Securin is not required for chromosomal stability in human cells.

Pfleghaar K, Heubes S, Cox J, Stemmann O, Speicher MR - PLoS Biol. (2005)

hSecurin−/− Cells Regain Chromosomal Stability Quickly after hSecurin Knockout by Homologous Recombination: Summary of M-FISH Analysis of hSecurin−/− Cells at Different Passages(A–D) Graphic summary of M-FISH data from hSecurin−/− cells at passages 2 (A), 3 (B), 8 (C), and 12 (D). At each passage point 20 or 30 metaphase spreads were painted by M-FISH and analyzed for alterations of chromosome structure and number. Loss of a single copy of a given chromosome is marked in red, loss of both copies is marked in crimson, and gain of a single chromosome is marked in green. Rows indicate the analyzed metaphase spreads (m1 to m30 or m20); columns indicate the chromosome number (1–22 and X).(E) Graphic representation of the percentages of metaphase spreads with chromosomal copy number aberrations at different passages for the series of experiments shown in (A–D) (blue line) and for a repeat experiment (purple line).(F) M-FISH karyotype of a passage 12 hSecurin−/− cell, showing that the karyotype is identical to that of the parent cell line HCT116 (for details, see text).
© Copyright Policy
Related In: Results  -  Collection

License
Show All Figures
getmorefigures.php?uid=PMC1287505&req=5

pbio-0030416-g001: hSecurin−/− Cells Regain Chromosomal Stability Quickly after hSecurin Knockout by Homologous Recombination: Summary of M-FISH Analysis of hSecurin−/− Cells at Different Passages(A–D) Graphic summary of M-FISH data from hSecurin−/− cells at passages 2 (A), 3 (B), 8 (C), and 12 (D). At each passage point 20 or 30 metaphase spreads were painted by M-FISH and analyzed for alterations of chromosome structure and number. Loss of a single copy of a given chromosome is marked in red, loss of both copies is marked in crimson, and gain of a single chromosome is marked in green. Rows indicate the analyzed metaphase spreads (m1 to m30 or m20); columns indicate the chromosome number (1–22 and X).(E) Graphic representation of the percentages of metaphase spreads with chromosomal copy number aberrations at different passages for the series of experiments shown in (A–D) (blue line) and for a repeat experiment (purple line).(F) M-FISH karyotype of a passage 12 hSecurin−/− cell, showing that the karyotype is identical to that of the parent cell line HCT116 (for details, see text).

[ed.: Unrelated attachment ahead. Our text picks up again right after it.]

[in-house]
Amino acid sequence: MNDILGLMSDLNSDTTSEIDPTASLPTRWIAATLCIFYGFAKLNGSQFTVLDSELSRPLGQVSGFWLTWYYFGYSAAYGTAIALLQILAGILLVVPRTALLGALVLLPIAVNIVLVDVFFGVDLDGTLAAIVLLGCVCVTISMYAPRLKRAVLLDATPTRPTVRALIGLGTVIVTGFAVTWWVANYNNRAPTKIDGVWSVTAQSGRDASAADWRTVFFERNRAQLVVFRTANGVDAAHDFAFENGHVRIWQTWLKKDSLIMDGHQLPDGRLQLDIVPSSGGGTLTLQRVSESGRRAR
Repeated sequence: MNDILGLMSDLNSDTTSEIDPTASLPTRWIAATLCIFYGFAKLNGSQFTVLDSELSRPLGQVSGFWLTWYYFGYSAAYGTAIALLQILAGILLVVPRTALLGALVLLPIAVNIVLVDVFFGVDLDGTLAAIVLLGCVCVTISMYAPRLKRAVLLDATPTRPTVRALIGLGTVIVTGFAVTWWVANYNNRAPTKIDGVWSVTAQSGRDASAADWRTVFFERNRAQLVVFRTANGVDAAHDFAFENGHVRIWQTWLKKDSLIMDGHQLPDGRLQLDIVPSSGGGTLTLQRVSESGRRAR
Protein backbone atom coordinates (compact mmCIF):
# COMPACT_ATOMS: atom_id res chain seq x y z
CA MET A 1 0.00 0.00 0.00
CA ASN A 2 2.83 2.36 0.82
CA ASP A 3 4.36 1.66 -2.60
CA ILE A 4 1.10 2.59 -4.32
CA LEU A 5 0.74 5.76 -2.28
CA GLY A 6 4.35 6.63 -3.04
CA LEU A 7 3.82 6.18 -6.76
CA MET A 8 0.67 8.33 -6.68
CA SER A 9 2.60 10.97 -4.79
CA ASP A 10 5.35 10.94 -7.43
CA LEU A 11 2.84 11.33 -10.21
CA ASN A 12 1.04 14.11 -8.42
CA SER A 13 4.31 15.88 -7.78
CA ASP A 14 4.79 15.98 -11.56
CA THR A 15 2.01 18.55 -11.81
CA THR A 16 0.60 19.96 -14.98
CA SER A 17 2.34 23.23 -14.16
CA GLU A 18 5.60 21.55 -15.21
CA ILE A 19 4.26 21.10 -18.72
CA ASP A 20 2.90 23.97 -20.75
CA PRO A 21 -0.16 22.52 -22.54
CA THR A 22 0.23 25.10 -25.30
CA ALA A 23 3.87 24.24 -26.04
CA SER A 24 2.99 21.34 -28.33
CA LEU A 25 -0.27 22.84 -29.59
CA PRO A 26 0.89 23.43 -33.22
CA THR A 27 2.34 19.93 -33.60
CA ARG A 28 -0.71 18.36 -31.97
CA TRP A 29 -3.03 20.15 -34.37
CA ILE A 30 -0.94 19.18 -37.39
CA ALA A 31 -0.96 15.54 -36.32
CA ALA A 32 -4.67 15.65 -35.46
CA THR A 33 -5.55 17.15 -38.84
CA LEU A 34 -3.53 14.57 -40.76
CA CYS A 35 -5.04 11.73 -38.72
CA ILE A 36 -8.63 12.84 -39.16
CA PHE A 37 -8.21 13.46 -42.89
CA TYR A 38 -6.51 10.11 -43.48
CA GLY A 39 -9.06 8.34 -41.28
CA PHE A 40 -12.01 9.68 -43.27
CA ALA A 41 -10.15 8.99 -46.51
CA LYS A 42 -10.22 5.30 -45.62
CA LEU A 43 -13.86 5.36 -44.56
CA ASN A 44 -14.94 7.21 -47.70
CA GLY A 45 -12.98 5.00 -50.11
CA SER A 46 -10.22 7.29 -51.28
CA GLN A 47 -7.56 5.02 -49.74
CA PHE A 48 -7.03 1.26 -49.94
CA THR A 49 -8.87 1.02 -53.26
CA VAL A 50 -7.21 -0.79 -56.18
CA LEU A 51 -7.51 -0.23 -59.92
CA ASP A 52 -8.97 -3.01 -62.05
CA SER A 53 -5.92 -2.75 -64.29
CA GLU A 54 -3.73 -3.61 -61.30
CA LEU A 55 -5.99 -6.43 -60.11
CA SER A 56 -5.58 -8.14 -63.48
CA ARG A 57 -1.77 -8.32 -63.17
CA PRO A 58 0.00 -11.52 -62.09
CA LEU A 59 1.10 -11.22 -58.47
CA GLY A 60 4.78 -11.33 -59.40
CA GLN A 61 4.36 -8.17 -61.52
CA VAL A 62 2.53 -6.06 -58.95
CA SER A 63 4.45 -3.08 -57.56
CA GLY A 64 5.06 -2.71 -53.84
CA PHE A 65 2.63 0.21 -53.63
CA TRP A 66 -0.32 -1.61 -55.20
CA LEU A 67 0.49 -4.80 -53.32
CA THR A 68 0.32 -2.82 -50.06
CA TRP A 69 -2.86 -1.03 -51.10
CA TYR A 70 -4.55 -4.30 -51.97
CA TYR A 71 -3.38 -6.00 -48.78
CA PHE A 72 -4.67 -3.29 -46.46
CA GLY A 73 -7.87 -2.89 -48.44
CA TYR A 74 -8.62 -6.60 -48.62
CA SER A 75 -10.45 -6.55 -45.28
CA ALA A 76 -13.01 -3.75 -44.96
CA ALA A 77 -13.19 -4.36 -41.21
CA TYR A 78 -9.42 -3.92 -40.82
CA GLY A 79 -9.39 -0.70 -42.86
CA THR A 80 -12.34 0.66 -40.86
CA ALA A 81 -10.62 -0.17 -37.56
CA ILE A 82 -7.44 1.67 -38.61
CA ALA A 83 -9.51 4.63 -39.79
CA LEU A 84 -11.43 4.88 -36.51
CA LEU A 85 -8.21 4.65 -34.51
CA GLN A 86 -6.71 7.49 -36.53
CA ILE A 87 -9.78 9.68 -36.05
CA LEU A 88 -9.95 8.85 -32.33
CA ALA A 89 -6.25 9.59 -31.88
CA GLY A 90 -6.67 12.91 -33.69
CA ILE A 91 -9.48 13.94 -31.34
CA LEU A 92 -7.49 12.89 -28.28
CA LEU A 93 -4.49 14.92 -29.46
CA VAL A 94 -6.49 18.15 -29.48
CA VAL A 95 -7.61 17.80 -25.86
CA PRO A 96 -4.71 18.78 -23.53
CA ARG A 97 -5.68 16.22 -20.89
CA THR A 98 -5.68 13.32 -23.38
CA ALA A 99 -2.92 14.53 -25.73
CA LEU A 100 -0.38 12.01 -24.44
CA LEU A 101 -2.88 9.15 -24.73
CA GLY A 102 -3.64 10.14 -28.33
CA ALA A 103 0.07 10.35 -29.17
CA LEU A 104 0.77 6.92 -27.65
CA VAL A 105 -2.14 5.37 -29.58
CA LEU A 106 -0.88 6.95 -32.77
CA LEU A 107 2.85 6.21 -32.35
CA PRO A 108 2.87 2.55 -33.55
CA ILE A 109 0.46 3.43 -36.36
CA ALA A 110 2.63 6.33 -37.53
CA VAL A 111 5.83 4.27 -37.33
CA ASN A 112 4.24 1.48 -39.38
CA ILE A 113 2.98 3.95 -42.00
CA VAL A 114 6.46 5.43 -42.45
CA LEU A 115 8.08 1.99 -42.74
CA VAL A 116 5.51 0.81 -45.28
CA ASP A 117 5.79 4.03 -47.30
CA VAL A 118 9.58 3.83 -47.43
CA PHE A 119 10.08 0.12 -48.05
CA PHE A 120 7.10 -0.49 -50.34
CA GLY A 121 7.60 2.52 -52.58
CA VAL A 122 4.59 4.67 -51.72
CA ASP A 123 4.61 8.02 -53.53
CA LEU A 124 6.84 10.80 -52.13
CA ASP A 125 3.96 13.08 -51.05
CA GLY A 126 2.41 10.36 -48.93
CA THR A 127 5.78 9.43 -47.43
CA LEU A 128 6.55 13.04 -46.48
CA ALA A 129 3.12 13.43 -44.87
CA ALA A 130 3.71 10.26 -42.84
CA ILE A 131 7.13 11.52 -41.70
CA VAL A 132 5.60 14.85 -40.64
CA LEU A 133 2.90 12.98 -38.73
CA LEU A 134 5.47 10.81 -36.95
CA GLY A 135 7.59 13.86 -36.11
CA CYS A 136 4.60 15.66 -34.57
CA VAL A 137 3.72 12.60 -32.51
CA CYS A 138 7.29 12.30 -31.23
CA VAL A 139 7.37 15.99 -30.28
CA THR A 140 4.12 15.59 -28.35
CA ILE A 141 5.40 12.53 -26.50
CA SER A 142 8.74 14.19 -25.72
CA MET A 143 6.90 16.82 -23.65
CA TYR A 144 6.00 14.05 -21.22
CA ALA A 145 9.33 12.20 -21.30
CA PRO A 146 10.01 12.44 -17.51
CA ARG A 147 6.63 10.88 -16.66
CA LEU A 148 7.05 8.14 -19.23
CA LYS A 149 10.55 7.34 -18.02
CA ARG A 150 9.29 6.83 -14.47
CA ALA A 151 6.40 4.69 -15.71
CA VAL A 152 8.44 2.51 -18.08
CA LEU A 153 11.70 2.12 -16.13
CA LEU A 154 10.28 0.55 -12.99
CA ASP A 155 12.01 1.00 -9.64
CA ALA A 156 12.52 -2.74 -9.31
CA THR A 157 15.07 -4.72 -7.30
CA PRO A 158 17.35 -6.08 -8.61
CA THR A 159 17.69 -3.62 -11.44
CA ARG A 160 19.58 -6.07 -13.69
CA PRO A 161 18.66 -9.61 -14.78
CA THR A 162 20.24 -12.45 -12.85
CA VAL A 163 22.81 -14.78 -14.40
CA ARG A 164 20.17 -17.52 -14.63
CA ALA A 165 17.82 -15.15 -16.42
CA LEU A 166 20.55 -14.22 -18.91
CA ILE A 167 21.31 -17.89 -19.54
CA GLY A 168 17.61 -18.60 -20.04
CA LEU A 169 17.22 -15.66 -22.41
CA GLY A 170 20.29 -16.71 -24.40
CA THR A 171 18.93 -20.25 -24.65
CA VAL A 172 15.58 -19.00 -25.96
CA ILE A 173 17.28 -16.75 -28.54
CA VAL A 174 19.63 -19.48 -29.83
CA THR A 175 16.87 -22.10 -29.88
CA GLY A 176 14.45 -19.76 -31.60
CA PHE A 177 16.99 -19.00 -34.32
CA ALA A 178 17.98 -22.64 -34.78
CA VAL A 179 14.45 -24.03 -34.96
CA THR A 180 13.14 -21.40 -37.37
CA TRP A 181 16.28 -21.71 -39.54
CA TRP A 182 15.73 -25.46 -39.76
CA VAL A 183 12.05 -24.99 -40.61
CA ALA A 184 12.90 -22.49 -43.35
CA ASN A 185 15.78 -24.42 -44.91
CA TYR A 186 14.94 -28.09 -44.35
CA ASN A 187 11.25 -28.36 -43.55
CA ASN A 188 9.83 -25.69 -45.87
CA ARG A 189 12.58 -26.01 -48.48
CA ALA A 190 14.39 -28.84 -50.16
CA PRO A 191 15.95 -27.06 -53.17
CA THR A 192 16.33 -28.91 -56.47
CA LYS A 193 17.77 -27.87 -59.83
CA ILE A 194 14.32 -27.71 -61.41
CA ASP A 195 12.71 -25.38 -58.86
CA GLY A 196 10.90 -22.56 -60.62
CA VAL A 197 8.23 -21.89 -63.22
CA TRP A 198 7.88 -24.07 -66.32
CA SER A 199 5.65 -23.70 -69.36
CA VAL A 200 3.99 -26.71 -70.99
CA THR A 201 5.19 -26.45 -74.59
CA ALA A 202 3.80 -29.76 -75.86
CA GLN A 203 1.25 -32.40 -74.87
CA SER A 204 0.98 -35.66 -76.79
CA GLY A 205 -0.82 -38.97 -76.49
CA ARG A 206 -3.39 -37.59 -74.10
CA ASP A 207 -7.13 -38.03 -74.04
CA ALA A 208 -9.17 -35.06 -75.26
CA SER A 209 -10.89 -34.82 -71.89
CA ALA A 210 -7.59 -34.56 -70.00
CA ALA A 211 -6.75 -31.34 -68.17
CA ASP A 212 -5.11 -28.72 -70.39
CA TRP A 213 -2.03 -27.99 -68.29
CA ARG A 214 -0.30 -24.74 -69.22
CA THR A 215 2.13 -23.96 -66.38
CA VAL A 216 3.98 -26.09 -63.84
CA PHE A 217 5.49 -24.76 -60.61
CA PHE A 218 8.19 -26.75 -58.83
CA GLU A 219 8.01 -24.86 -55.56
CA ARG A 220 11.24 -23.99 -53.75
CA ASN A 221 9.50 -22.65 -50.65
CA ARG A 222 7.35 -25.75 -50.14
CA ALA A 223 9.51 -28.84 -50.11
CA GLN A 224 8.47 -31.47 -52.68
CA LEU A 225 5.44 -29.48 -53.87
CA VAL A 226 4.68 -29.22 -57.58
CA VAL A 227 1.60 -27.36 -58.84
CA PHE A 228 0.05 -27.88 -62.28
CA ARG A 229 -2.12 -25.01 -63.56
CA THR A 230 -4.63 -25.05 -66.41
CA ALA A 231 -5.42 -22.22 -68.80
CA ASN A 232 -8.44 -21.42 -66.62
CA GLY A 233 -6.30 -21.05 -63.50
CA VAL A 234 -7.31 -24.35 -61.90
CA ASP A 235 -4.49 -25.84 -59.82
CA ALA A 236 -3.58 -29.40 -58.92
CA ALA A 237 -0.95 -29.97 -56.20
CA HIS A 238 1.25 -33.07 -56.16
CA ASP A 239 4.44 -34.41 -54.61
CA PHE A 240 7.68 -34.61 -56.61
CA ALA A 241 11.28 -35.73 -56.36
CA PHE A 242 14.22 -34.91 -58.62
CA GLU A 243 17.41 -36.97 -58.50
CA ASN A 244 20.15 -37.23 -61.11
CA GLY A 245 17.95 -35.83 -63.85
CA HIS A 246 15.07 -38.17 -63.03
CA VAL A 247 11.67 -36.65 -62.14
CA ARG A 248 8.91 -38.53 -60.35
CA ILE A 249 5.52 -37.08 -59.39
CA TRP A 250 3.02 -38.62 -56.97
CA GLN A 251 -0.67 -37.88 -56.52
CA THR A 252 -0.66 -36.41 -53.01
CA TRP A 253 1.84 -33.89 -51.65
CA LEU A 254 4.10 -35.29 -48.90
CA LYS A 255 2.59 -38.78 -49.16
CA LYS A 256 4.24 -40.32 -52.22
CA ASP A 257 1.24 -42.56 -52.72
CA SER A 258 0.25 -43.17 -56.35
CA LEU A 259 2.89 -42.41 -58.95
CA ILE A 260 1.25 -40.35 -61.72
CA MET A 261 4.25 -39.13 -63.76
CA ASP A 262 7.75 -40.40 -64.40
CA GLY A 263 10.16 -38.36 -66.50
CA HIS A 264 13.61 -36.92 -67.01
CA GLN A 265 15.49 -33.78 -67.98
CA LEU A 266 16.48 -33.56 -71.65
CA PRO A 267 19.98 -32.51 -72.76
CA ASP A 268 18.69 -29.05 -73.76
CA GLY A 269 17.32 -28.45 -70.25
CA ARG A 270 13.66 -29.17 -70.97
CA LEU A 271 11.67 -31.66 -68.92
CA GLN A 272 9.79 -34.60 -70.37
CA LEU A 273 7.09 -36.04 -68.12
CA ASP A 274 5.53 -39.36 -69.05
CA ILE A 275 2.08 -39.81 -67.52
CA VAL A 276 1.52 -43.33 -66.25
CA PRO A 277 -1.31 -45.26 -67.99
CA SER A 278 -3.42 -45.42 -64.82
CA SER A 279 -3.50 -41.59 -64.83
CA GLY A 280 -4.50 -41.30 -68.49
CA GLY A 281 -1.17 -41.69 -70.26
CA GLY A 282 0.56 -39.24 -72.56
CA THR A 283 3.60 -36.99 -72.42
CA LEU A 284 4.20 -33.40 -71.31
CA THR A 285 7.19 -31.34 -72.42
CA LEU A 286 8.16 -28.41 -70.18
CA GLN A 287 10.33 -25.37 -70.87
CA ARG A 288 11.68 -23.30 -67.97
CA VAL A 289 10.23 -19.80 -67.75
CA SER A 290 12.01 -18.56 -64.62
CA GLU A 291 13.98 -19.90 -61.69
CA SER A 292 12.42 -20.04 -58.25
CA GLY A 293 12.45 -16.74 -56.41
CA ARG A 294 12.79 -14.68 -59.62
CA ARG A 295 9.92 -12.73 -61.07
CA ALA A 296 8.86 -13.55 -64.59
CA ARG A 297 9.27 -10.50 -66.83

Mentions: In an initial step, metaphase spreads of the hSecurin−/− cell line were karyotyped by multiplex fluorescence in situ hybridization (M-FISH) at different passages (Figure 1). For passages 2 and 3, we confirmed the loss of numerous chromosomes in the majority of analyzed cells (Figure 1A and 1B). About 60% (12/20) of metaphase spreads showed losses of at least one chromosome. Surprisingly however, the high rate of chromosome losses in the hSecurin−/− cell line had almost vanished by passage 8 (Figure 1C), when chromosome losses were noted in only 10% (2/20) of cells. By passage 12, we observed no chromosome losses (Figure 1D). In the latter two analyses, merely one metaphase spread each had a gain of a single chromosome (Figure 1C and 1D).

Bottom Line: Here we show that, after hSecurin knockout through homologous recombination, chromosome losses are only a short, transient effect.This was unexpected, as the securin loss resulted in a persisting reduction of the sister-separating protease separase and inefficient cleavage of the cohesin subunit Scc1.We propose that human cells possess efficient mechanisms to compensate for the loss of genes involved in chromosome segregation.

View Article: PubMed Central - PubMed

Affiliation: Institute of Human Genetics, Technical University Munich, Munich, Germany.

ABSTRACT
Abnormalities of chromosome number are frequently observed in cancers. The mechanisms regulating chromosome segregation in human cells are therefore of great interest. Recently it has been reported that human cells without an hSecurin gene lose chromosomes at a high frequency. Here we show that, after hSecurin knockout through homologous recombination, chromosome losses are only a short, transient effect. After a few passages hSecurin(-/-) cells became chromosomally stable and executed mitoses normally. This was unexpected, as the securin loss resulted in a persisting reduction of the sister-separating protease separase and inefficient cleavage of the cohesin subunit Scc1. Our data demonstrate that securin is dispensable for chromosomal stability in human cells. We propose that human cells possess efficient mechanisms to compensate for the loss of genes involved in chromosome segregation.

Show MeSH
Related in: MedlinePlus